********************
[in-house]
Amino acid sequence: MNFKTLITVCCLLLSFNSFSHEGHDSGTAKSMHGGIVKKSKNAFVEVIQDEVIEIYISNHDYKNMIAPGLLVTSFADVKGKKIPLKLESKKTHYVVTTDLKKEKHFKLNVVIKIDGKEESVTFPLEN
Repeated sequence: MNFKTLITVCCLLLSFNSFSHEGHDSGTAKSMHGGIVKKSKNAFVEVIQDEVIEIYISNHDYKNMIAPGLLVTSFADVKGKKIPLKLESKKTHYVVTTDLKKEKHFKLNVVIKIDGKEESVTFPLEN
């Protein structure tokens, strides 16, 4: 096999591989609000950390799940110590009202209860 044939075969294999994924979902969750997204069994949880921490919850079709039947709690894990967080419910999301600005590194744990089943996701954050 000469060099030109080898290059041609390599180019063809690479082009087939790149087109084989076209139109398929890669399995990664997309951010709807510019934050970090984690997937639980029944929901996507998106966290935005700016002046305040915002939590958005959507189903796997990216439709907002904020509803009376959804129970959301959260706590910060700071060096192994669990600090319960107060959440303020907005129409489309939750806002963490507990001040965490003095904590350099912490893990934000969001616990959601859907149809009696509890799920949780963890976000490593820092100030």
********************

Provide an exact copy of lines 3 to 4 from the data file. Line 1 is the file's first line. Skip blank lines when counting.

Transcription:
Repeated sequence: MNFKTLITVCCLLLSFNSFSHEGHDSGTAKSMHGGIVKKSKNAFVEVIQDEVIEIYISNHDYKNMIAPGLLVTSFADVKGKKIPLKLESKKTHYVVTTDLKKEKHFKLNVVIKIDGKEESVTFPLEN
């Protein structure tokens, strides 16, 4: 096999591989609000950390799940110590009202209860 044939075969294999994924979902969750997204069994949880921490919850079709039947709690894990967080419910999301600005590194744990089943996701954050 000469060099030109080898290059041609390599180019063809690479082009087939790149087109084989076209139109398929890669399995990664997309951010709807510019934050970090984690997937639980029944929901996507998106966290935005700016002046305040915002939590958005959507189903796997990216439709907002904020509803009376959804129970959301959260706590910060700071060096192994669990600090319960107060959440303020907005129409489309939750806002963490507990001040965490003095904590350099912490893990934000969001616990959601859907149809009696509890799920949780963890976000490593820092100030």